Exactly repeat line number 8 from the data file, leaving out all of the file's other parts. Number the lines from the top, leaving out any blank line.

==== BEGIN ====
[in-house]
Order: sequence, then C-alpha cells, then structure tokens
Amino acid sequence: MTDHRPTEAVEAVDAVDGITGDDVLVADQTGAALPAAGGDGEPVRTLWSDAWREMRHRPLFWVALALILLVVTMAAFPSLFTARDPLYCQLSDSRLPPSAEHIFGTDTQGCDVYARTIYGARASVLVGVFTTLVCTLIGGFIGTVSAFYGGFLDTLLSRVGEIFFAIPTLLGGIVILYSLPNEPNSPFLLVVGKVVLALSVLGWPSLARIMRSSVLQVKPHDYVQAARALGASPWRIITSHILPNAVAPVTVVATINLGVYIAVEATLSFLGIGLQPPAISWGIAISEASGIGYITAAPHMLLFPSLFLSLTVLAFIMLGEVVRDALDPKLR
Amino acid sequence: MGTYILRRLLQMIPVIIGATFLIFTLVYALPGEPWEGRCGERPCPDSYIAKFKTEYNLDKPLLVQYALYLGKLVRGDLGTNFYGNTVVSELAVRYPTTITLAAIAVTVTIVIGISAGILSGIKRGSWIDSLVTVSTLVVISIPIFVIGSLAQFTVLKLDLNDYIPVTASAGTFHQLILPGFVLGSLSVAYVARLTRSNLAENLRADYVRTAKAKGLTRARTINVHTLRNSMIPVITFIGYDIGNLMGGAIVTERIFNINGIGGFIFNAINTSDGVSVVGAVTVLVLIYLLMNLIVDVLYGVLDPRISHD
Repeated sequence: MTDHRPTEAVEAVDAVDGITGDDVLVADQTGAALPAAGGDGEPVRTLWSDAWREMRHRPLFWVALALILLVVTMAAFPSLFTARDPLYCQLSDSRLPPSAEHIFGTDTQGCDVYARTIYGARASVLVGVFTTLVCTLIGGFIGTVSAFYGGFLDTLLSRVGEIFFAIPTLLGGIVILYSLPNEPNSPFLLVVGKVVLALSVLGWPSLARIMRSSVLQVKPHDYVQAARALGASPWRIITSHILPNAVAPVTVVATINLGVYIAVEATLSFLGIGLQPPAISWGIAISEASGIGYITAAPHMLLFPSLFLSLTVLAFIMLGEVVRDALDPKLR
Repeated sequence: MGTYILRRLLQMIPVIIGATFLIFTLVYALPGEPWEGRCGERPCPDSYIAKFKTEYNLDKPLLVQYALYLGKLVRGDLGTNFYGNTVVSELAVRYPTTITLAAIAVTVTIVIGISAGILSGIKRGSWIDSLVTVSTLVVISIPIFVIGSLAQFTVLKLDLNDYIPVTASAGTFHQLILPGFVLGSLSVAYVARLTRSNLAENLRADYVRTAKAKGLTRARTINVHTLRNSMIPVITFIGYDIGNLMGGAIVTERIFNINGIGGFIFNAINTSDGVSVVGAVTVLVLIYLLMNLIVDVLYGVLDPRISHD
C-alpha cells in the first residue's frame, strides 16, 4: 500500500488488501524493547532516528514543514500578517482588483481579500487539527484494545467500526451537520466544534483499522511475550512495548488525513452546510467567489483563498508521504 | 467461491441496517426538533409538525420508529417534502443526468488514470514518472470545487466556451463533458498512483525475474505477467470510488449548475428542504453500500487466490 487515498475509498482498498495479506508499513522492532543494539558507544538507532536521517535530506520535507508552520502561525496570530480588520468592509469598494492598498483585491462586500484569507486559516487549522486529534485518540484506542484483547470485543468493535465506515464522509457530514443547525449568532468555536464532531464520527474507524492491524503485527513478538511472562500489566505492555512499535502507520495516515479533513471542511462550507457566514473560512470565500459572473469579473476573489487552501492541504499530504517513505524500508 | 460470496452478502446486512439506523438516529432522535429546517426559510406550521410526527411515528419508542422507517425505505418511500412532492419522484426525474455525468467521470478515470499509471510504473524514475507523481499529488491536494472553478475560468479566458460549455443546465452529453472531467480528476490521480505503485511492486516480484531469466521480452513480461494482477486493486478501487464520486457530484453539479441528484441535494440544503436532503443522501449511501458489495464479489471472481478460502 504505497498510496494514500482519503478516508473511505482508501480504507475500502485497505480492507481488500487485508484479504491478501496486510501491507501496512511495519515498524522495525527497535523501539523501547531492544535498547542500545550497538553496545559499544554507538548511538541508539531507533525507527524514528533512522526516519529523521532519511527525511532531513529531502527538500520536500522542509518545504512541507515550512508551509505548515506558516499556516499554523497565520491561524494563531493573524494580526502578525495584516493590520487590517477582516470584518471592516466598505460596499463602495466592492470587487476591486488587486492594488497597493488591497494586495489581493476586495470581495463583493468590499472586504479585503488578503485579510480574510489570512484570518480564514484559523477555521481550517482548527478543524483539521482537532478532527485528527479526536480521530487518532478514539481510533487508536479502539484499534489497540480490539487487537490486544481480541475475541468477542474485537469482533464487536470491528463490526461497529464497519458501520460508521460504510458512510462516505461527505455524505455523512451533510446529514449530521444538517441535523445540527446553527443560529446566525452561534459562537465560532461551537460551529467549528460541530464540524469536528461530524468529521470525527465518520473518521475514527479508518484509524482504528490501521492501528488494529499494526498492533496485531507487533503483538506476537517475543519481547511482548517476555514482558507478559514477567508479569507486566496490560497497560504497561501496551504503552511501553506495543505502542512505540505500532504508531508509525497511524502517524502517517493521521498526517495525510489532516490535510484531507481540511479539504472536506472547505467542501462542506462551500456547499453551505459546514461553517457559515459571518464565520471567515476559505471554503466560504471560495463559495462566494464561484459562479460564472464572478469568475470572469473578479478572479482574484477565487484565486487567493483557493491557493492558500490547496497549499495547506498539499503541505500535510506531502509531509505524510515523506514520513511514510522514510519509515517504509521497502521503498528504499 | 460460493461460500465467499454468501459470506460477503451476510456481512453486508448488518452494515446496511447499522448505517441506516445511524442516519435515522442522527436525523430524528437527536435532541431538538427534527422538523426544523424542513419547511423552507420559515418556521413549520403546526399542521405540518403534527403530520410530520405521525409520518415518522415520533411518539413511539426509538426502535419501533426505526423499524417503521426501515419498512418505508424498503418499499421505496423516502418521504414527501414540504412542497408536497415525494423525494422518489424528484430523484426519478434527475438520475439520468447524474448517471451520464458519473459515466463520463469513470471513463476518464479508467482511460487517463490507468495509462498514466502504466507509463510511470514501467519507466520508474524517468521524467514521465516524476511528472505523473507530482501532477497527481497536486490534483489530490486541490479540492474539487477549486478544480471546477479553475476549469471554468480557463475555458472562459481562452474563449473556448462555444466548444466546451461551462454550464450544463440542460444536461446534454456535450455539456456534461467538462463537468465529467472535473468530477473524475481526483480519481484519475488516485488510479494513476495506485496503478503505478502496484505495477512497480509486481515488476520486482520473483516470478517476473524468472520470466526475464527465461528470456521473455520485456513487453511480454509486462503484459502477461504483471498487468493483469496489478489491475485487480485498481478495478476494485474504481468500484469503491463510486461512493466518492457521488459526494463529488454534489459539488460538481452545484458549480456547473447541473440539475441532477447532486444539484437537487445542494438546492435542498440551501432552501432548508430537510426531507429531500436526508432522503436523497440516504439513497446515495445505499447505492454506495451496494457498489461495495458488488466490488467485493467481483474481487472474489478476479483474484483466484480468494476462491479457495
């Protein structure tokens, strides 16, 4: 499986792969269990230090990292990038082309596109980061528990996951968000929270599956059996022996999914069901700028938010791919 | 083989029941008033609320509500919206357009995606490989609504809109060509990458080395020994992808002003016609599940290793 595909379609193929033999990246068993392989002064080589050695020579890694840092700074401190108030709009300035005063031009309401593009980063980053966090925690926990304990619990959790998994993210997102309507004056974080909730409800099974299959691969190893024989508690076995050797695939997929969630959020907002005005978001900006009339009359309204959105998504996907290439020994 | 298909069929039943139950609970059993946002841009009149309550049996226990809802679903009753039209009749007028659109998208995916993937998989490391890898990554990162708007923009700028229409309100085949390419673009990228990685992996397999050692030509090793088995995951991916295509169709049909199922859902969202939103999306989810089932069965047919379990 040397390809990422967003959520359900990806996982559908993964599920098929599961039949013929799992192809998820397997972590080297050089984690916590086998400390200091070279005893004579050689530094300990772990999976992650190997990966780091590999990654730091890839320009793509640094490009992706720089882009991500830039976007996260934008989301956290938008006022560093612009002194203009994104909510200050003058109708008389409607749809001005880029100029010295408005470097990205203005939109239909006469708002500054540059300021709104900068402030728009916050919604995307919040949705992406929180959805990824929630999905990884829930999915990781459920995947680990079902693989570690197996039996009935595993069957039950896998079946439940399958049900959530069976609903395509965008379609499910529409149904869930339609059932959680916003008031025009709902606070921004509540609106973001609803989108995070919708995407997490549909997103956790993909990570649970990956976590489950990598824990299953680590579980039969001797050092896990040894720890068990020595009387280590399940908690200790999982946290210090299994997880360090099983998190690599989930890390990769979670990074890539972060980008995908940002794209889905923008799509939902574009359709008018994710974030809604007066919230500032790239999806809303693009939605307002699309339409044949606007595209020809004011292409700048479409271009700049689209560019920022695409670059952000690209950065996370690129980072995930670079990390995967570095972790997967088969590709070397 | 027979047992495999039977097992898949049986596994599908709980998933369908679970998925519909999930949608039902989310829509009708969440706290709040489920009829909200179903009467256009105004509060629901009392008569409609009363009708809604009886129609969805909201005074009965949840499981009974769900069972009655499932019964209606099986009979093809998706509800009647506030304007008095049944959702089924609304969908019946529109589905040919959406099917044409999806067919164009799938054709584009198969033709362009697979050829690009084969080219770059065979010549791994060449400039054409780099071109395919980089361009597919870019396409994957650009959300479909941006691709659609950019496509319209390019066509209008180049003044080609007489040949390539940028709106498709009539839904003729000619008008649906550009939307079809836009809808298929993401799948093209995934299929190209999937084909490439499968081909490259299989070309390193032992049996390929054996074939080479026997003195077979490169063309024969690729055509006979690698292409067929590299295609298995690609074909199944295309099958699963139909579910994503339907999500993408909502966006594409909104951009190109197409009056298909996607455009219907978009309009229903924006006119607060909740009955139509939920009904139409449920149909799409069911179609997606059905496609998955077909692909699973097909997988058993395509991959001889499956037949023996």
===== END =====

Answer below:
């Protein structure tokens, strides 16, 4: 499986792969269990230090990292990038082309596109980061528990996951968000929270599956059996022996999914069901700028938010791919 | 083989029941008033609320509500919206357009995606490989609504809109060509990458080395020994992808002003016609599940290793 595909379609193929033999990246068993392989002064080589050695020579890694840092700074401190108030709009300035005063031009309401593009980063980053966090925690926990304990619990959790998994993210997102309507004056974080909730409800099974299959691969190893024989508690076995050797695939997929969630959020907002005005978001900006009339009359309204959105998504996907290439020994 | 298909069929039943139950609970059993946002841009009149309550049996226990809802679903009753039209009749007028659109998208995916993937998989490391890898990554990162708007923009700028229409309100085949390419673009990228990685992996397999050692030509090793088995995951991916295509169709049909199922859902969202939103999306989810089932069965047919379990 040397390809990422967003959520359900990806996982559908993964599920098929599961039949013929799992192809998820397997972590080297050089984690916590086998400390200091070279005893004579050689530094300990772990999976992650190997990966780091590999990654730091890839320009793509640094490009992706720089882009991500830039976007996260934008989301956290938008006022560093612009002194203009994104909510200050003058109708008389409607749809001005880029100029010295408005470097990205203005939109239909006469708002500054540059300021709104900068402030728009916050919604995307919040949705992406929180959805990824929630999905990884829930999915990781459920995947680990079902693989570690197996039996009935595993069957039950896998079946439940399958049900959530069976609903395509965008379609499910529409149904869930339609059932959680916003008031025009709902606070921004509540609106973001609803989108995070919708995407997490549909997103956790993909990570649970990956976590489950990598824990299953680590579980039969001797050092896990040894720890068990020595009387280590399940908690200790999982946290210090299994997880360090099983998190690599989930890390990769979670990074890539972060980008995908940002794209889905923008799509939902574009359709008018994710974030809604007066919230500032790239999806809303693009939605307002699309339409044949606007595209020809004011292409700048479409271009700049689209560019920022695409670059952000690209950065996370690129980072995930670079990390995967570095972790997967088969590709070397 | 027979047992495999039977097992898949049986596994599908709980998933369908679970998925519909999930949608039902989310829509009708969440706290709040489920009829909200179903009467256009105004509060629901009392008569409609009363009708809604009886129609969805909201005074009965949840499981009974769900069972009655499932019964209606099986009979093809998706509800009647506030304007008095049944959702089924609304969908019946529109589905040919959406099917044409999806067919164009799938054709584009198969033709362009697979050829690009084969080219770059065979010549791994060449400039054409780099071109395919980089361009597919870019396409994957650009959300479909941006691709659609950019496509319209390019066509209008180049003044080609007489040949390539940028709106498709009539839904003729000619008008649906550009939307079809836009809808298929993401799948093209995934299929190209999937084909490439499968081909490259299989070309390193032992049996390929054996074939080479026997003195077979490169063309024969690729055509006979690698292409067929590299295609298995690609074909199944295309099958699963139909579910994503339907999500993408909502966006594409909104951009190109197409009056298909996607455009219907978009309009229903924006006119607060909740009955139509939920009904139409449920149909799409069911179609997606059905496609998955077909692909699973097909997988058993395509991959001889499956037949023996």